What Is ADHD and How Do I Know If I Have It?
Many people ask themselves “What is ADHD and how do I know if I have it?” They may also wonder if their child is showing symptoms of ADHD. The term “ADHD” is often heard at home, professional settings, in the media and in many casual conversations. This can create confusion or misinformation so here is a brief overview of “ADHD.”
Attention-Deficit/Hyperactivity Disorder (ADHD), commonly called ADD, includes symptoms of inattention (difficulty paying attention), hyperactivity (a lot of extra movement), and impulsivity (doing things without thinking). We often hear ADD, when talking about an Attention-Deficit/Hyperactivity Disorder (ADHD) diagnosis. However, from a clinical perspective there is only one disorder, and that is ADHD. ADHD includes three types: inattentive, hyperactive/impulsive, and combined.
Inattentive Type: easily distracted, frequent daydreaming, makes careless mistakes, misses details, poor focus, disorganized, forgetful, difficulty finishing tasks
Hyperactive-Implusive Type: fidgety, difficulty sitting still, very high energy level, too talkative, interrupts others, has a hard time waiting their turn
Combined Type: symptoms of inattention and hyperactive-impulsive are present.
No one test that can accurately diagnose ADHD. Though many websites and professionals provide “screeners” for ADHD, these do not equal a diagnosis. Based on the age and the challenges of the person, several tests are given and information from different sources is reviewed. Symptoms of ADHD are easy to confuse with other learning and emotional challenges. Moreover, different genders and ages often show different symptoms or patterns. It is important to keep in mind that we may all show signs of inattention at varying levels or frequency. When symptoms began, how long they have been present, and how much they impact daily functioning is key in accurate diagnosis. This is why it is important to seek a mental health specialist.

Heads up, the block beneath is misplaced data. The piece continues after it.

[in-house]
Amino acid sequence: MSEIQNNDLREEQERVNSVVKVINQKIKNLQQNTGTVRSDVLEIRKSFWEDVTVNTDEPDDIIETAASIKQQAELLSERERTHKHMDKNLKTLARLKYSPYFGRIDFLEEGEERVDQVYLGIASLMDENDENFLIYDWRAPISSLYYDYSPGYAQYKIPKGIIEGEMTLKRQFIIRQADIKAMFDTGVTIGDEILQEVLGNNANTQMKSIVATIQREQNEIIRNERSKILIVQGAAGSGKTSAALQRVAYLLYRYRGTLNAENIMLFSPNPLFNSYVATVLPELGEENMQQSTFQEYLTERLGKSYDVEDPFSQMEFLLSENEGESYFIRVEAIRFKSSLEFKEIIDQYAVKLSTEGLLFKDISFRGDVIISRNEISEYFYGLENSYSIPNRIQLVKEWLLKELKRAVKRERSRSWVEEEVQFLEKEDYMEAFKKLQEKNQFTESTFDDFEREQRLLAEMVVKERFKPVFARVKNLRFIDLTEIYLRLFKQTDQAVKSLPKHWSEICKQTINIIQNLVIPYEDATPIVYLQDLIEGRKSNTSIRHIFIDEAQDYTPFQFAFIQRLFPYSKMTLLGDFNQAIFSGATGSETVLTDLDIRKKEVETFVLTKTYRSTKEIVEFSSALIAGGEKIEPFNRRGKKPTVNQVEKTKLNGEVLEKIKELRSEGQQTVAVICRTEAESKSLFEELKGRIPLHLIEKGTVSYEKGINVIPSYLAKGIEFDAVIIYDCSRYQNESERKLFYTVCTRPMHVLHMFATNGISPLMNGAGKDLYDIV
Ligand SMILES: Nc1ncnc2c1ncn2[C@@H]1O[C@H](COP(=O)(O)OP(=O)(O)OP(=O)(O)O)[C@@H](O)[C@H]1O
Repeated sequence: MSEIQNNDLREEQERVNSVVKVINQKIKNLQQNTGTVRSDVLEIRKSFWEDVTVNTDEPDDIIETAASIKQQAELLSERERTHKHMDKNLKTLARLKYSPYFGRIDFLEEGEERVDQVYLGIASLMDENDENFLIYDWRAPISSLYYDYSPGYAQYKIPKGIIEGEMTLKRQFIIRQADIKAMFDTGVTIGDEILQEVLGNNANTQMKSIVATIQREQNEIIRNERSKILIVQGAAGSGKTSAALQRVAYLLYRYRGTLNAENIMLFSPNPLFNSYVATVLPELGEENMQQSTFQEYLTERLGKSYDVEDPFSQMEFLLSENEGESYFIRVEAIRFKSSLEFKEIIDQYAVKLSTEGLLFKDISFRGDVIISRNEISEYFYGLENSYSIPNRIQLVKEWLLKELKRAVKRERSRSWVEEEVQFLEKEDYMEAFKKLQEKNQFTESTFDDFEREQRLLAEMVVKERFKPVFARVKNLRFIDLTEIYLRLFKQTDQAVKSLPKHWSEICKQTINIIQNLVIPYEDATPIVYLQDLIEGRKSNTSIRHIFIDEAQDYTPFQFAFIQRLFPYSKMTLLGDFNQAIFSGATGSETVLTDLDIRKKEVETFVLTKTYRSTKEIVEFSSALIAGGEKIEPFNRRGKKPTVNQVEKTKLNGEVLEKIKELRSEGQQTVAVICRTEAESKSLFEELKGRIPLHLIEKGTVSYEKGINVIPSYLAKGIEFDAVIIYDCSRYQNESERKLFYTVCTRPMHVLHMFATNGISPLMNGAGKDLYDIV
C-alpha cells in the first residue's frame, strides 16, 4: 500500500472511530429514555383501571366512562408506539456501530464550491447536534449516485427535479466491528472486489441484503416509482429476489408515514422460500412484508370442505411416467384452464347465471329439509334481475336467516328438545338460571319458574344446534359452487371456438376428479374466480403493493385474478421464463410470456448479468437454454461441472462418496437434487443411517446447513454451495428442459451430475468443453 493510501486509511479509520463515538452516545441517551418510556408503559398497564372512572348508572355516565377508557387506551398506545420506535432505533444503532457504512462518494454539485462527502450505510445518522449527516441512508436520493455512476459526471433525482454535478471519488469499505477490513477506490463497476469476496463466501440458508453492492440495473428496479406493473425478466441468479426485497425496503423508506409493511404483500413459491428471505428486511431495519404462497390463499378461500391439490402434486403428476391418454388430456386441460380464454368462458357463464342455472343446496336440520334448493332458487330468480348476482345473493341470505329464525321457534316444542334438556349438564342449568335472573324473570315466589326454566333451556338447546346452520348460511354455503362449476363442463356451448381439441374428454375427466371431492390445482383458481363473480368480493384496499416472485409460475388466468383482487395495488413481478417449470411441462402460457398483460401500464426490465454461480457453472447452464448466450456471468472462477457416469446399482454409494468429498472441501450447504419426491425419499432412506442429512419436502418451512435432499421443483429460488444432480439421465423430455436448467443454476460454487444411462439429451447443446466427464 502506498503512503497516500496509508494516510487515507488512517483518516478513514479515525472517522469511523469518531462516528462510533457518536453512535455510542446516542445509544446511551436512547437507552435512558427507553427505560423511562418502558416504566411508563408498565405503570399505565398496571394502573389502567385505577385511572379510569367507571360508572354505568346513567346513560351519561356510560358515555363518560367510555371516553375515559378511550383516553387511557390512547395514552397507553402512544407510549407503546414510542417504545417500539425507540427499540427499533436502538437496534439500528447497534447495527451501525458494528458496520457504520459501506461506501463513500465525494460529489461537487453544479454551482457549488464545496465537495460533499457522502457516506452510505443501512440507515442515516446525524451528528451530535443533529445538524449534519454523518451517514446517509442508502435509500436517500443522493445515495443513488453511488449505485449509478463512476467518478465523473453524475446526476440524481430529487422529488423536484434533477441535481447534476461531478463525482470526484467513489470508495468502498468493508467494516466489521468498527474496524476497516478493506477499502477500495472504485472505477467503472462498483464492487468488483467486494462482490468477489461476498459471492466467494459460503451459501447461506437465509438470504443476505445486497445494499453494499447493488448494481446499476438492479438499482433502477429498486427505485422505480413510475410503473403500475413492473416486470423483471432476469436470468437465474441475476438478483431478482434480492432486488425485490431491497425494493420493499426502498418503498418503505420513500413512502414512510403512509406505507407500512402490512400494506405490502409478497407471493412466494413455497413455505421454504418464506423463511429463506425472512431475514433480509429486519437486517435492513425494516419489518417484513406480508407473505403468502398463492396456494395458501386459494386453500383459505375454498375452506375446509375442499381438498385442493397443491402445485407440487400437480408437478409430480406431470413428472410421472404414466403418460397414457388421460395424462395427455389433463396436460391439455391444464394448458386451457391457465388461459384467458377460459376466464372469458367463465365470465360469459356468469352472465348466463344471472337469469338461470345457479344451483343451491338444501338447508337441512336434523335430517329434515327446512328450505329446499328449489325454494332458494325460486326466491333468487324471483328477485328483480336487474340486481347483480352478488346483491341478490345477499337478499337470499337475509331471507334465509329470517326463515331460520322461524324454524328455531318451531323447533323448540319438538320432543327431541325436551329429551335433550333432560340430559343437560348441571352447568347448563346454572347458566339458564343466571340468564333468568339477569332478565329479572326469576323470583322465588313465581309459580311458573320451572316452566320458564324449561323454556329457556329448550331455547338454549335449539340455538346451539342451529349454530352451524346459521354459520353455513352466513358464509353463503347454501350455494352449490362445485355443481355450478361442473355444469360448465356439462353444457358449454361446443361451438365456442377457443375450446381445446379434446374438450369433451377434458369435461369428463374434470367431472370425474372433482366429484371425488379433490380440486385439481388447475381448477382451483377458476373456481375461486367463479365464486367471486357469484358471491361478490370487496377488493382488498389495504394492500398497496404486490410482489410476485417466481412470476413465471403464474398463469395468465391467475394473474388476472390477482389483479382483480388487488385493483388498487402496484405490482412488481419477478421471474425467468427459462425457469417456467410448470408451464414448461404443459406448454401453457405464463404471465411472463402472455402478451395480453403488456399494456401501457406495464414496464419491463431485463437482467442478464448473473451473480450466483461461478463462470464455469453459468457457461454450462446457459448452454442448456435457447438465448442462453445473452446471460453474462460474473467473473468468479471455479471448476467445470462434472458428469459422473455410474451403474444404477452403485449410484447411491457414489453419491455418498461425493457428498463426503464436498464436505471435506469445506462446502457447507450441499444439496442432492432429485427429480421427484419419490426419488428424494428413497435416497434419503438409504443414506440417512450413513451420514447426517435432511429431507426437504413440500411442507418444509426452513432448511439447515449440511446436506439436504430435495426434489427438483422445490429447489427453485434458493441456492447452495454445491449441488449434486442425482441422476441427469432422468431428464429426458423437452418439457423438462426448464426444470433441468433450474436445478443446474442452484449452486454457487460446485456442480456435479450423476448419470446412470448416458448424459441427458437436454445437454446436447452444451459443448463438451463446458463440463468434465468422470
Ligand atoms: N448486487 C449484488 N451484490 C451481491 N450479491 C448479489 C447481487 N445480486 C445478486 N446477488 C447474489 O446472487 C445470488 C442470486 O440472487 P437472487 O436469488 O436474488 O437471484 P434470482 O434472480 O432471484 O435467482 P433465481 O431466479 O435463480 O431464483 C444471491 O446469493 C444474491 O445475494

Learning Dynamics believes in a comprehensive approach to diagnosis. This means that we look at several possible diagnoses or reasons that may explain the symptoms and problems that a family shares with us. Exploring a range of possibilities helps us to make a more accurate ADHD diagnosis. We can also find out if there are other diagnoses present. For example, a learning disability.
Comprehensive testing is the most accurate way to diagnosis true ADHD. Based on the child or adult’s experience, we select several areas to examine in addition to attention and concentration. Examples include mental speed, multi-tasking, memory, general intelligence, school functioning, emotions and mood, auditory and visual information processing, and problem behaviors. This is why many schools and testing boards require comprehensive testing to support diagnosis and need for accommodations. To learn more about our testing services click here .
Individuals who struggle with ADHD symptoms (regardless of formal diagnosis) are often impacted in their everyday lives. Be it at work, school, or home, problems related to ADHD can interfere with a person’s ability to learn, process information, interact with others, and their emotional states. Our treatment approach comes from our comprehensive understanding of people’s learning, information processing, emotional experiences, and behaviors. Working with our clients, we develop individualized treatment plans to help them reach a total sense of well-being.
As such, in addition to traditional counseling, we created our Brain Bootcamp program. Brain Bootcamp is a therapeutic learning and performance enhancement program. We take the traditional aspects of counseling and add our expertise in learning and information processing. In addition to ADHD, our Brain Bootcamp program can help individuals dealing with other struggles too (ie.., learning disabilities, mental health difficulties, etc). To learn more about our Brain Bootcamp program click here.
Want More Information?
Visit our main website here to learn more about our agency and various programs. We are also available via phone (310-855-3276) or email (firstname.lastname@example.org). OR you may attend our FREE open community forums “Ask a Psychologist,” which take place the first Tuesday (Woodland Hills) and Wednesday (Bakersfield) of each month. Click here to learn more about “Ask a Psychologist.”